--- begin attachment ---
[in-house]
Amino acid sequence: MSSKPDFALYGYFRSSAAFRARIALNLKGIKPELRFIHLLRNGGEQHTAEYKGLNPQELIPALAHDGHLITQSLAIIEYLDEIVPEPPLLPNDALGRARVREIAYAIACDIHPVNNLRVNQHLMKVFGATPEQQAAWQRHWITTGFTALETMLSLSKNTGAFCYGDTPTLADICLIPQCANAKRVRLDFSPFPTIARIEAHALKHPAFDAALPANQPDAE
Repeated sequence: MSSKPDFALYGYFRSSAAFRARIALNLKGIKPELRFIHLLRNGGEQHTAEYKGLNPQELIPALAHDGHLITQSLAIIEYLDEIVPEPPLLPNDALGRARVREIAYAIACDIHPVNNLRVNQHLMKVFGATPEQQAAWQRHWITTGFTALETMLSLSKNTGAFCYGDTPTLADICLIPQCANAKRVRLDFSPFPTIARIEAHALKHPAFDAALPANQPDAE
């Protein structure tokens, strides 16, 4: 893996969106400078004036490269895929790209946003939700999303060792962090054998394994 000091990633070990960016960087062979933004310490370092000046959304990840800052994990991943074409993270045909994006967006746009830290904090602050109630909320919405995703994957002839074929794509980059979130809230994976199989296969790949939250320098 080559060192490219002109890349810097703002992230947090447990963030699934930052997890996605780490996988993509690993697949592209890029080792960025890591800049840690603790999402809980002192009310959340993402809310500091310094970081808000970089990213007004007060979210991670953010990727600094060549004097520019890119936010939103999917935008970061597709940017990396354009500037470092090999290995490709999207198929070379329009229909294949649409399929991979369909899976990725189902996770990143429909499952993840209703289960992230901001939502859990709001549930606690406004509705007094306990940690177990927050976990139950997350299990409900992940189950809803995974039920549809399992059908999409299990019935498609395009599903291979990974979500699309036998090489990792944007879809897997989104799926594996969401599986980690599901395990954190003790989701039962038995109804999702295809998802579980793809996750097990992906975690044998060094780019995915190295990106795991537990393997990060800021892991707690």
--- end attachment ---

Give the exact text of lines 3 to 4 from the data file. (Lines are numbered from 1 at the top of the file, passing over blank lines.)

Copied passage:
Repeated sequence: MSSKPDFALYGYFRSSAAFRARIALNLKGIKPELRFIHLLRNGGEQHTAEYKGLNPQELIPALAHDGHLITQSLAIIEYLDEIVPEPPLLPNDALGRARVREIAYAIACDIHPVNNLRVNQHLMKVFGATPEQQAAWQRHWITTGFTALETMLSLSKNTGAFCYGDTPTLADICLIPQCANAKRVRLDFSPFPTIARIEAHALKHPAFDAALPANQPDAE
């Protein structure tokens, strides 16, 4: 893996969106400078004036490269895929790209946003939700999303060792962090054998394994 000091990633070990960016960087062979933004310490370092000046959304990840800052994990991943074409993270045909994006967006746009830290904090602050109630909320919405995703994957002839074929794509980059979130809230994976199989296969790949939250320098 080559060192490219002109890349810097703002992230947090447990963030699934930052997890996605780490996988993509690993697949592209890029080792960025890591800049840690603790999402809980002192009310959340993402809310500091310094970081808000970089990213007004007060979210991670953010990727600094060549004097520019890119936010939103999917935008970061597709940017990396354009500037470092090999290995490709999207198929070379329009229909294949649409399929991979369909899976990725189902996770990143429909499952993840209703289960992230901001939502859990709001549930606690406004509705007094306990940690177990927050976990139950997350299990409900992940189950809803995974039920549809399992059908999409299990019935498609395009599903291979990974979500699309036998090489990792944007879809897997989104799926594996969401599986980690599901395990954190003790989701039962038995109804999702295809998802579980793809996750097990992906975690044998060094780019995915190295990106795991537990393997990060800021892991707690």